Two fighters who Farhood doesn’t have to go online to get a first look at are Floyd Mayweather Jr. and ‘Sugar’ Shane Mosley, who are scheduled to face each other this May 1st at the MGM Grand in Las Vegas, Nevada. In hearing Farhood speak on the contest it’s obvious that he is very much anticipating it, with hopes that it will lead to something greater down the road.

“I’m excited by it,” Farhood states. “Would I rather see Mayweather and Pacquiao? Yes, like everyone else. I think Mayweather-Mosley is a fight we all secretly wanted for a while. We’ve wanted to see Mayweather fight the best Welterweights and Mosley proved in the Margarito fight that he has plenty left. I still think Mayweather will beat him but I still think it’s a great fight, especially if it leads to Mayweather-Pacquiao, which I hope it does.”

There were initial hopes of Mayweather and Pacquiao meeting on March 13th but it has been well documented how their situation fell apart over the now infamous Olympic style drug testing fiasco. Looking back on how everything played out, Farhood still speaks with a little bit of disbelief in his voice.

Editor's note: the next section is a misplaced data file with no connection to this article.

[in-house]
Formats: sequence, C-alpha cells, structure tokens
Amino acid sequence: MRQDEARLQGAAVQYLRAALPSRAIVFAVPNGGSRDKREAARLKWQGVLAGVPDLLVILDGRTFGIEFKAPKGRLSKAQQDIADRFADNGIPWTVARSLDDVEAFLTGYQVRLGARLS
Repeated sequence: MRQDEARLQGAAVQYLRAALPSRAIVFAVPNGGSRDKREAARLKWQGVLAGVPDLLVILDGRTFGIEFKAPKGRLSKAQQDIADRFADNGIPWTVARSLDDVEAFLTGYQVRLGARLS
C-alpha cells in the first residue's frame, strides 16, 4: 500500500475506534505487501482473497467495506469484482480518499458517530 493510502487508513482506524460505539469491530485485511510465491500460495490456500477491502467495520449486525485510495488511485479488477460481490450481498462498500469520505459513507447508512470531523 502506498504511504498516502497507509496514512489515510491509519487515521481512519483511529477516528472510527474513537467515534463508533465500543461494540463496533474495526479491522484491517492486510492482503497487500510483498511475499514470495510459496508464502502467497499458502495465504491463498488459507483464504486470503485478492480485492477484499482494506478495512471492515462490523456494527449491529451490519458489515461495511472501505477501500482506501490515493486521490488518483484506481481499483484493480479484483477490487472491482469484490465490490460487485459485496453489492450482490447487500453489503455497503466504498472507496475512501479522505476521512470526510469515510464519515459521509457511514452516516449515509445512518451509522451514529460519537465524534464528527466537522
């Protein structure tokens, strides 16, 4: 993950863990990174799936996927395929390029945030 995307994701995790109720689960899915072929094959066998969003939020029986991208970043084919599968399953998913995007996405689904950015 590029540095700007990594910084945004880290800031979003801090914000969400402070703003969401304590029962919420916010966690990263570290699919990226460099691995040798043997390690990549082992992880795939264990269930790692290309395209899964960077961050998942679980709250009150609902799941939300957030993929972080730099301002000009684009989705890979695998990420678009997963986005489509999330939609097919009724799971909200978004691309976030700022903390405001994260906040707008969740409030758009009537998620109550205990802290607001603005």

“First of all I was shocked when they came to an agreement financially and the fight still didn’t happen,” Farhood claims. “Nine times out of ten the problem is money and here it wasn’t money. I’m surprised when two guys could have made that kind of money and it still couldn’t happen. With that said I blame both fighters and both camps but I blame a little bit more on Mayweather because I think in requiring what he was requiring in drug testing he was asking for more than the standard. If he has no proof that Pacquiao is cheating in any way than he has no right to do that. He was asking for a little too much.”

Pacquiao will still be fighting on March 13th but has his sights set on bruising Accra, Ghana fighterJoshua Clottey, a very capable pugilist in his own right. While this may not be the fight that we have all hoped for, Farhood finishes off by saying it is one that certainly has its share of danger attached to it.

“I think it’s dangerous because when you think you are going to be fighting the biggest fight of your life and you don’t get it, of course it’s only natural that there will be a little bit of a letdown. But you know we’ve been waiting for a letdown from Pacquiao and it’s never happened. He brings the same intensity and if anything he’s getting better. I think he could have a little trouble but I think he’s too fast and the amazing thing is that every time he fights he gets a little bit better. That’s rare for a fighter at his level. I think he’ll win but I could see him having some bumpy moments along the way.

Author: Chris Robinson

Source: examiner.com